Twelve angry children

A pioneering project in inner-city New York gives children the chance to learn about the legal system - without having to break the law - and to pass sentence on their peers. Could the youth court now be coming to Britain?
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The Independent Online

Red Hook, New York, is a grim warren of guns, drugs and gangsters roaming the alleys of the huge social housing estates. Cars idling ominously down the neglected streets cut off from the rest of New York City by roaring expressways. Nervous eyes watching you from heavily defended liquor stores. It's easy to write off the kids who grow up in this neighbourhood as part of the crime problem.

Red Hook, New York, is a grim warren of guns, drugs and gangsters roaming the alleys of the huge social housing estates. Cars idling ominously down the neglected streets cut off from the rest of New York City by roaring expressways. Nervous eyes watching you from heavily defended liquor stores. It's easy to write off the kids who grow up in this neighbourhood as part of the crime problem.

But three local teenagers, Shirley, Robert and Lokesha, are involved in an experiment that gives youths a chance to play key roles in the criminal justice process. They are active members of a peer jury - in a new "kids court", where the jurors, judge, bailiff, advocates and defendants are all local teenagers.

The Red Hook Youth Court is one of the projects of New York's Centre for Court Innovation, which is trying to bring courts closer to the people they serve. On the hot, humid afternoon when we visited, Denise was up for smoking marijuana. As she slouched in the dock, drumming her electric-blue fake fingernails on the desk, she looked very young. The judge, next to her, looked even younger. All the court officers are chosen in rotation from the jury pool, made up of local schoolchildren.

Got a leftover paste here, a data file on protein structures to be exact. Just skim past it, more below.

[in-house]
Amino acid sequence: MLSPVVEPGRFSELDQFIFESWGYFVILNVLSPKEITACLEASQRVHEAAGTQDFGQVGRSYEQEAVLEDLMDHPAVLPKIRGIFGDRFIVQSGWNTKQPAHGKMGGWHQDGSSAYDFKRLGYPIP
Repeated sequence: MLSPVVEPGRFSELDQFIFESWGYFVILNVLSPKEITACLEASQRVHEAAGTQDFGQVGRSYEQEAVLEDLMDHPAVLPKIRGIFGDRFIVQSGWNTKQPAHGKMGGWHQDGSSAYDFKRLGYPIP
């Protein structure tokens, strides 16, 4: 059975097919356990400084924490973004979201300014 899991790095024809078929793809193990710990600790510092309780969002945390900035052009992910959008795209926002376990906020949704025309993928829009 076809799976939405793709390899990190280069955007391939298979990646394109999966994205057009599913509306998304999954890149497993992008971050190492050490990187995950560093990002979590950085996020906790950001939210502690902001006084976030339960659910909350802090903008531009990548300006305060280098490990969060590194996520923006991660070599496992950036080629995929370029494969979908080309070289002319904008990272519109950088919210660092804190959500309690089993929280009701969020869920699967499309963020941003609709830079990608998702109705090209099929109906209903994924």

First to speak were the advocates - one representing the offender and the other the local community - who made statements from scrawls in their school notebooks. These teenagers were very different from the defence and prosecution lawyers in a British court, not least because they advanced almost identical arguments. Smoking marijuana, they both said, set a bad example for local children; but Denise was a good girl who studied hard and helped her mother out around the house.

Then the jury - resplendent in red T-shirts - took over, firing rapid questions at the hapless Denise. "Why were you smoking?" "When did you start smoking?" "What do you get out of it?" "How did you feel?" "Do you know the effects of marijuana?" "How often do you smoke?" "If you had the craving would you do it again?" "Was the reason you've stopped smoking just because you were arrested?" "How did you feel when the cops picked you up?" "How did you feel when your friends ran away?"

If Denise did not feel guilty when arrested, she certainly looked it after that interrogation. The 15 or so jury members then retired and quickly returned with their sanction. Denise had to do six hours of community service and write essays about the effects of marijuana on herself and on the community.

The centre wants to use the community both to decide how to punish offenders and to make sure the punishments are effective. John Feinblatt, the centre's director, says: "When I was a kid, when I got into trouble, my mother used to always blame it on my contemporaries and blame it on peer pressure. What we're saying is, 'Let's turn peer pressure on its head. Let's have peer pressure be something constructive in the community.' "

The court applies that pressure to local teenagers, aged from 10 to 15, who have been arrested for minor offences such as spraying graffiti or persistently playing truant. Such arrests are an ideal opportunity for early intervention to prevent the kids from going on to more serious crime.